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'Navarasa' review: Falling like ninepins

A starry assemblage of directing and acting talent adds up to less than the sum of its parts in this uneven anthology

Prasanna and (right) Arvind Swami in 'Navarasa: Project Agni'

Nine emotions, nine filmmakers, nine different unconnected stories and you have an expansive anthology showcasing some of the best Tamil talent. This does not, however, translate into the best showcase of Tamil writing, acting or content.

Expectations are high, considering the anthology is presented by Mani Ratnam and carries heavy-hitting acting talent such as Revathi, Parvathy Thiruvothu, Arvind Swami, Vijay Sethupathi, Siddharth and Suriya.

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Each episode explores one of the nine rasas, intended to stir that emotion in the audience. The only feeling most of these episodes evoke is of ennui.

The cinematography, music and production design stand out across the episodes, with work by Santosh Sivan, PC Sreeram and Sujith Sarang behind the camera giving depth to the frame even when the stories lack them and composers including A R Rahman, Vishal Bhardwaj and Karthik enhancing the assigned emotion.

Conspicuously, all the directors are male and none of the stories give the female character great agency. Perhaps this why Bejoy Nambiar’s Edhiri, which explores karuna/compassion, the first of the rasas, stands out the most. It uses split screens and the movements of two characters. Revathi’s performance as a woman facing her husband’s killer is powerful and affecting. With strong support from Sethupathi and Prakash Raj, the film smartly asks questions about the beginning and end of guilt and blame.

Bibhatsa or disgust is the theme for the fourth episode titled Payasam. Set in 1965, director Vasanth’s sepia-tinted short seems to be more about jealousy and resentment than disgust. Predictable but mischievous, the story follows a cantankerous 77 year old who reluctantly shows up to a wedding at his affluent nephew’s house. His plain widowed daughter (Aditi Balan) is a juxtaposition to the glamour and gold adorned by the nephew’s family. A simplistic film, which has moments thanks to Delhi Ganesh’s turn as the uncle.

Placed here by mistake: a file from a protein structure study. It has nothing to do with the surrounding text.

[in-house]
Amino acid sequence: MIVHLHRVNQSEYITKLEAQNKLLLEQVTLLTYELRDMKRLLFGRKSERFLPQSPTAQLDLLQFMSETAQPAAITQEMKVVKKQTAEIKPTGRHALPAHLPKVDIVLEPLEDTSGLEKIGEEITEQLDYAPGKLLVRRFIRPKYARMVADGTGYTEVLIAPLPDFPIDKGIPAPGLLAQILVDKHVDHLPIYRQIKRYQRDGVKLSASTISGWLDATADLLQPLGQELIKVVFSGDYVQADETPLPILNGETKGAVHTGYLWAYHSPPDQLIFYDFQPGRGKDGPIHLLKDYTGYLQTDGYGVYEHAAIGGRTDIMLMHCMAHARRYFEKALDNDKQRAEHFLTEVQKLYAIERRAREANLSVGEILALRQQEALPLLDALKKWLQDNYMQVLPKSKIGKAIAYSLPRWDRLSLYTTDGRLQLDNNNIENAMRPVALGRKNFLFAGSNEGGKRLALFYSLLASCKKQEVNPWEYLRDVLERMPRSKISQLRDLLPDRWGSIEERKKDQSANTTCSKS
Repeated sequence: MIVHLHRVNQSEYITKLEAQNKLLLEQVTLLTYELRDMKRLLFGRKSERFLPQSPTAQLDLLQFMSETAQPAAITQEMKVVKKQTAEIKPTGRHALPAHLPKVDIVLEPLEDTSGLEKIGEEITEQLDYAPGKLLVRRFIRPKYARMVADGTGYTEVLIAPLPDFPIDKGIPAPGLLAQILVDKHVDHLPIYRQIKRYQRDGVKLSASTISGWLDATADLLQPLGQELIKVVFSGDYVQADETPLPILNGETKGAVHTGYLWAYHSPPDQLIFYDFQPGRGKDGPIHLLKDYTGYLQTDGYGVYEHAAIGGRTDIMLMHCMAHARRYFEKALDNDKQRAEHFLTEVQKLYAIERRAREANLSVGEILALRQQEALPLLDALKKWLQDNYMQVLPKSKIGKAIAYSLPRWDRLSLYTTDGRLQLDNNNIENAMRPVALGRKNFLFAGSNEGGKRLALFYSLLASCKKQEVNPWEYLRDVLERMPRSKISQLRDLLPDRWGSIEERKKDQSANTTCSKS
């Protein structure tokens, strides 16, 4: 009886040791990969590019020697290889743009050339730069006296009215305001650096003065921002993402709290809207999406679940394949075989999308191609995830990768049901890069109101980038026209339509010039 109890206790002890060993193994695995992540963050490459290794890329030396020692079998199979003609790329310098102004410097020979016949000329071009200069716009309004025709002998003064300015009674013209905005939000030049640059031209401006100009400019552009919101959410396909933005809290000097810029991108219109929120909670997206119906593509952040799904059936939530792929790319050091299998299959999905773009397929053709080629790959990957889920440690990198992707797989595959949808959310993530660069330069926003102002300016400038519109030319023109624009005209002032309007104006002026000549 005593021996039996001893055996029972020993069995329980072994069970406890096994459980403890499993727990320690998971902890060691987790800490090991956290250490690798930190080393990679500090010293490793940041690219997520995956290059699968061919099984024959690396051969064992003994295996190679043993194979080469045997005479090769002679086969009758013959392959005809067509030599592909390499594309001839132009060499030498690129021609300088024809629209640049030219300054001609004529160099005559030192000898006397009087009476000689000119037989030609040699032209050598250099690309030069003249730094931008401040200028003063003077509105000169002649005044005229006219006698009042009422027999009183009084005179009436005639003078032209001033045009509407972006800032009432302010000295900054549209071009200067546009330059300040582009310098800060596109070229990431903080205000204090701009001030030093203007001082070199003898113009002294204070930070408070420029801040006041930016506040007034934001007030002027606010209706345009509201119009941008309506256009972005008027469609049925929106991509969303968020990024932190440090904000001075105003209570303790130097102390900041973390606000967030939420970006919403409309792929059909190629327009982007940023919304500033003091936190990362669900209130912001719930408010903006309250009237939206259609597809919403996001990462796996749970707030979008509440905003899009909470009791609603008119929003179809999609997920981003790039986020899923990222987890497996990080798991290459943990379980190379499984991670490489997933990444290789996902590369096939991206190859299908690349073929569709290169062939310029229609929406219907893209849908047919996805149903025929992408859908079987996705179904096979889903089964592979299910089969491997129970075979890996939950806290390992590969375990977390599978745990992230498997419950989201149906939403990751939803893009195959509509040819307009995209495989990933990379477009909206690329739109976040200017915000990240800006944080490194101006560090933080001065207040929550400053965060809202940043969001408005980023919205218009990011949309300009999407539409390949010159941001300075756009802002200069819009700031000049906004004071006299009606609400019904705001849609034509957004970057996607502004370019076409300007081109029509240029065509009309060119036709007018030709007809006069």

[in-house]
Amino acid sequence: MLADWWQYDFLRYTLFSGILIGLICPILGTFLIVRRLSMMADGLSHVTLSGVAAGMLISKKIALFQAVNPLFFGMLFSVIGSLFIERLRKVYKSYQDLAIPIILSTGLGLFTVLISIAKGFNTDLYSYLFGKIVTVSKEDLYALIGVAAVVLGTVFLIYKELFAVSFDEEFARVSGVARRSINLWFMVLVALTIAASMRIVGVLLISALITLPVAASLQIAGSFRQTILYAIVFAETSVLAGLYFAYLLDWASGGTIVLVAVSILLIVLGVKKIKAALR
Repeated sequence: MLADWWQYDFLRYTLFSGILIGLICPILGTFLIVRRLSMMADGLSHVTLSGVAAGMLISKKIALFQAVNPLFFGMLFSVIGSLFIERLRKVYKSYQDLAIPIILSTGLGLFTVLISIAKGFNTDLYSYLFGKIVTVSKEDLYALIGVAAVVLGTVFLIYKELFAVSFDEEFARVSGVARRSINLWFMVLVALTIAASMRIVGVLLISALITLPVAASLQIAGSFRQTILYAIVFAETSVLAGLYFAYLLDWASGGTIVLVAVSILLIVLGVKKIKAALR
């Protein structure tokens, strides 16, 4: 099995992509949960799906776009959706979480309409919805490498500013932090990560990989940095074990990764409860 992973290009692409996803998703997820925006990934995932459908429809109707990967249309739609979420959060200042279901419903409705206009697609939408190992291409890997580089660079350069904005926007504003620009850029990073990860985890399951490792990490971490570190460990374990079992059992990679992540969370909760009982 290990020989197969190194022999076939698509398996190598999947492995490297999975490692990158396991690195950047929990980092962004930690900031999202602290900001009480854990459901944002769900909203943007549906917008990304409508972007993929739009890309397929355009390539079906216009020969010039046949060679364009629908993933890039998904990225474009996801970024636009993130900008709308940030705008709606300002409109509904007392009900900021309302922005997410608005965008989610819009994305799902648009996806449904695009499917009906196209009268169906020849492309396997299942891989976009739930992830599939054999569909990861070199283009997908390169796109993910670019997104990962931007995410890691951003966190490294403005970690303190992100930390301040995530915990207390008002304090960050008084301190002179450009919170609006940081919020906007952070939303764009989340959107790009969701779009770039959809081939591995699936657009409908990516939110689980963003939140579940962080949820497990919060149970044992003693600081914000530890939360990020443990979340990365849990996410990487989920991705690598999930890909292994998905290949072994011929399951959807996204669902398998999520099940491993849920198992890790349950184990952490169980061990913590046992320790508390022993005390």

Writer-director Karthik Subbaraj approaches peace, or shanthih, in a fable-like story set on the Sri Lankan rebel front. Bobby Simha, Gautham Vasudev Menon, Sananth and Tharun feature in a story that puts saving lives above self.

In the seventh episode, titled Inmai, director Rathindran R. Prasad interprets bhaya or fear. The story begins in a upscale home in present day Puducherry. Vishal Bhardwaj’s music dials up the tension as Farooq arrives at the home of a lone woman. He keeps asking for her signature but she is in a playful mood, which turns to horror. Djinns, avarice and fear permeate this 32-minute film in which Parvathy Thiruvothu and Siddharth run through a gamut of feelings.

At ninth position is sringara or love: Gautam Vasudev Menon directs Tugging At My Guitar Strings. Karthik’s music and Suriya’s rendition of a songwriter-singer compensate for the styleless dialogue and the overly coquettish act by Prayaga Martin.

Laughter, wonder, anger and courage—the rest of the navarasas—merely compound the feeling that some of the scripts were hastily cobbled together with cursorily selected trivia from Wikipedia. The stories are loose, the acting equally spotty and ploughing through all nine episodes is effortful.

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